Australia closed up 0.4%. China closed down 0.4%. Hong Kong closed up 0.2%. India closed down 0.1%. Indonesia closed up 0.4%. Japan closed down 0.1%. Malaysia closed up 0.4%. New Zealand closed down 0.1%. South Korea closed up 0.4%. Singapore closed up 0.1%. Taiwan closed up 0.1%. Thailand closed up 0.5%.

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Markets This Morning:

European markets are up this morning. The London FTSE is up 0.1%. The German DAX is up 0.6%. France’s CAC is up 0.8%. Spain is up 0.1%. Greece is up 1.2%. Italy is up 0.8%.

Oil is up $.18 a barrel at $85.74.

Gold is down $6 an ounce at $1,708.

This Morning in the U.S. Market:

This week will be a light week for potential market-moving economic reports, but they will include some of significant importance, including the Fed’s FOMC meeting and its decisions, the U.S. Trade Deficit, Retail Sales, Consumer Price Index, etc. To see the full list click here, and look at the left side of the page it takes you to.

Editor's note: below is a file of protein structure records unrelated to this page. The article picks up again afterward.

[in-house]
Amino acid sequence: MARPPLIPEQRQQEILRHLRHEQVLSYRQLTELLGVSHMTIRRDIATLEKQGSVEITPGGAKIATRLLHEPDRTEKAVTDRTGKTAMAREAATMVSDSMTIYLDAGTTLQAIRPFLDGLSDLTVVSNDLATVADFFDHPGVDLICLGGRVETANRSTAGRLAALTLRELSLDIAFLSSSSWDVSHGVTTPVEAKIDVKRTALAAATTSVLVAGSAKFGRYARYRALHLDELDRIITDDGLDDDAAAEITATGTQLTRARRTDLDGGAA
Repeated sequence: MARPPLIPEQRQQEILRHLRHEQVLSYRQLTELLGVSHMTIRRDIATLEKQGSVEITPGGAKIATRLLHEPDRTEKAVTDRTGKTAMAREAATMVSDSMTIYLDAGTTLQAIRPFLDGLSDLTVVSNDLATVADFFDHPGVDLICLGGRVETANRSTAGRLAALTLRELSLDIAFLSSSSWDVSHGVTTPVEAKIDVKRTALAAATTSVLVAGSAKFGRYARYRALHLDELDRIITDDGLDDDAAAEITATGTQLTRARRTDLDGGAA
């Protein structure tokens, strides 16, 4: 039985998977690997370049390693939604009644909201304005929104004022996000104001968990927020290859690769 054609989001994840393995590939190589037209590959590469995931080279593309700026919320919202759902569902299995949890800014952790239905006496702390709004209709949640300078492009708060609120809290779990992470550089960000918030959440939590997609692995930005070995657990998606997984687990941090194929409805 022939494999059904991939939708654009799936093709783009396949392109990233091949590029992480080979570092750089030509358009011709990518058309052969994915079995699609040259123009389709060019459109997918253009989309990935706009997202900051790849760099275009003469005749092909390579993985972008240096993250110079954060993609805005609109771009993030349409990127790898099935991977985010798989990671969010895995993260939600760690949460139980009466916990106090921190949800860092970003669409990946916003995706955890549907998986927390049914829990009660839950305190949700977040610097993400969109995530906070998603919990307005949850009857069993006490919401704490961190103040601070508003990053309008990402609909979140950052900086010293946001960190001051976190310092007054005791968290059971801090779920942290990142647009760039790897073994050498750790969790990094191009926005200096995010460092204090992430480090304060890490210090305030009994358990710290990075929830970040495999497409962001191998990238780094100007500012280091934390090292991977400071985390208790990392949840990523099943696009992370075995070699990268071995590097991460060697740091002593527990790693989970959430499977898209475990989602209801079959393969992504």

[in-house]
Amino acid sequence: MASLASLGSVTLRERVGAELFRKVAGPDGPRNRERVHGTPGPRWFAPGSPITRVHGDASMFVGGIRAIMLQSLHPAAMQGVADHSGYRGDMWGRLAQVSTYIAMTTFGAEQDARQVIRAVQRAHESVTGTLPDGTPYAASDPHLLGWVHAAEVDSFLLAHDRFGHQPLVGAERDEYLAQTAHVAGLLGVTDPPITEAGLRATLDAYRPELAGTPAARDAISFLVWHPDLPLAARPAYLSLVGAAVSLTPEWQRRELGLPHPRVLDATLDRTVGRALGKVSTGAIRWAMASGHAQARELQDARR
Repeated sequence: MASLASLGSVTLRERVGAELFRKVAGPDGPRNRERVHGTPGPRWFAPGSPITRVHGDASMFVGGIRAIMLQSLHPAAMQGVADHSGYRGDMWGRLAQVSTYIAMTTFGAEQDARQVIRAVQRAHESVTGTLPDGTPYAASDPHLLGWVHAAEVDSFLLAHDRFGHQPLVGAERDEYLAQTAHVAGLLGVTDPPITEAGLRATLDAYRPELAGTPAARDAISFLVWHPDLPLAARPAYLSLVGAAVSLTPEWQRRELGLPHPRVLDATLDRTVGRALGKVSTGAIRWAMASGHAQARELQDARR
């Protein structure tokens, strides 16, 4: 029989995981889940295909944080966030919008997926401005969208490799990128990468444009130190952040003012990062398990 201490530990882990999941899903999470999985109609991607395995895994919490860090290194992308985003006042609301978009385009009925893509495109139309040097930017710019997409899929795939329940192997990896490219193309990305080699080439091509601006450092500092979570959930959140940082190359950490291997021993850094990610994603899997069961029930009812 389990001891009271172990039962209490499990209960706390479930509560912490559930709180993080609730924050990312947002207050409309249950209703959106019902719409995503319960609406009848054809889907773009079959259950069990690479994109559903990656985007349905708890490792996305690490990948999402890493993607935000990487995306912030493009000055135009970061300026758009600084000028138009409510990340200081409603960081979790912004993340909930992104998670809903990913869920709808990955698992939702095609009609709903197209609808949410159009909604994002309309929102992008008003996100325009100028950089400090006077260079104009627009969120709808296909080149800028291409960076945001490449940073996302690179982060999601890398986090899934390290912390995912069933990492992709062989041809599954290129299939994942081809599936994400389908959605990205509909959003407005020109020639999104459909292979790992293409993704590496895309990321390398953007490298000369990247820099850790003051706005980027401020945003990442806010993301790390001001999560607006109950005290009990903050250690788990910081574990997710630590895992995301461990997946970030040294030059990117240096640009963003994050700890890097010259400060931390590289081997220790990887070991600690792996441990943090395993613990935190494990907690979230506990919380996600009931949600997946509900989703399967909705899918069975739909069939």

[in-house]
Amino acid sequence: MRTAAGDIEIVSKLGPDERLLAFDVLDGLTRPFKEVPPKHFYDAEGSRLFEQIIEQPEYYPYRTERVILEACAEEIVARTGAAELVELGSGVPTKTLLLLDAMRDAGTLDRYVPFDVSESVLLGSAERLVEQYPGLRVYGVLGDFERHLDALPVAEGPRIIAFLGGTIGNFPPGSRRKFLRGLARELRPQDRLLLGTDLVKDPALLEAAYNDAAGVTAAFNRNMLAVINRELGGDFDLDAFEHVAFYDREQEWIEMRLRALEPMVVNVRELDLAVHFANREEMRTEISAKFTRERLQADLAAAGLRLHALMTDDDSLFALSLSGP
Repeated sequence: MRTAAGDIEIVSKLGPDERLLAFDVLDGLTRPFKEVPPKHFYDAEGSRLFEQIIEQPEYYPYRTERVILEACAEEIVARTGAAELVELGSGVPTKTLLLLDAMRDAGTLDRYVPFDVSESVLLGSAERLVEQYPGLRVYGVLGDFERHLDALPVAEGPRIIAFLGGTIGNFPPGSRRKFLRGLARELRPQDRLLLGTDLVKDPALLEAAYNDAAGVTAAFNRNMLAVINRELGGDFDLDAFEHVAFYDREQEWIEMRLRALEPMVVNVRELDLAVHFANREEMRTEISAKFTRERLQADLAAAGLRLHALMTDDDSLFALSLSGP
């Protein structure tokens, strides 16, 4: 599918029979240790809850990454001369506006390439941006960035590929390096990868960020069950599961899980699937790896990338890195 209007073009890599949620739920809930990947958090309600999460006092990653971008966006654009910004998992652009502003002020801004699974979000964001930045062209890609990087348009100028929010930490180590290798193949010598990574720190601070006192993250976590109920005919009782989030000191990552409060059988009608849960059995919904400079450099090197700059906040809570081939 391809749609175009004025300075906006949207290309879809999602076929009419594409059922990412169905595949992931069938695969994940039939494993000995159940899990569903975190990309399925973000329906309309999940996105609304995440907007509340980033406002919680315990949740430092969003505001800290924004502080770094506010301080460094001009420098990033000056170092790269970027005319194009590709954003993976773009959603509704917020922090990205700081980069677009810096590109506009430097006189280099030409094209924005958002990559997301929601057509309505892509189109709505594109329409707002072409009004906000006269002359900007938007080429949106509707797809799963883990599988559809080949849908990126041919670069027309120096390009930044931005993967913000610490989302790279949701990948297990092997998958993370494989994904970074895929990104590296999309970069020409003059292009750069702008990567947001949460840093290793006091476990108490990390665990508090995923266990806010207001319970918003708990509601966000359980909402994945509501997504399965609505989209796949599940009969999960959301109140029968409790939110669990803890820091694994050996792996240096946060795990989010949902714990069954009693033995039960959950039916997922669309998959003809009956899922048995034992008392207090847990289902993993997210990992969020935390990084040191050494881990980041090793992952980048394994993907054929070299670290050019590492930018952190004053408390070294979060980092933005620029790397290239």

There were no reports yesterday.

This morning’s reports are that the NFIB Small Business Optimism Index fell sharply in November, from 93.1 to 87.5. The survey showed 49% of small-business owners expect future business conditions to be worse than current conditions. And the U.S. Trade Deficit was up 4.9% in October to $42.2 billion, about in line with the consensus forecast.

Our Pre-Open Indicators:

Our pre-open indicators are pointing to the Dow being up 50 points or so in the early going this morning.

To read my weekend newspaper column click here: Will Fiscal Cliff Defeat Market’s Favorable Seasonality-

Subscribers to Street Smart Report: The new issue of the newsletter will be out late in the day tomorrow in your secure area of the Street Smart Report website.

I’ll be back with the next regular blog post on Thursday morning at 9:25 a.m.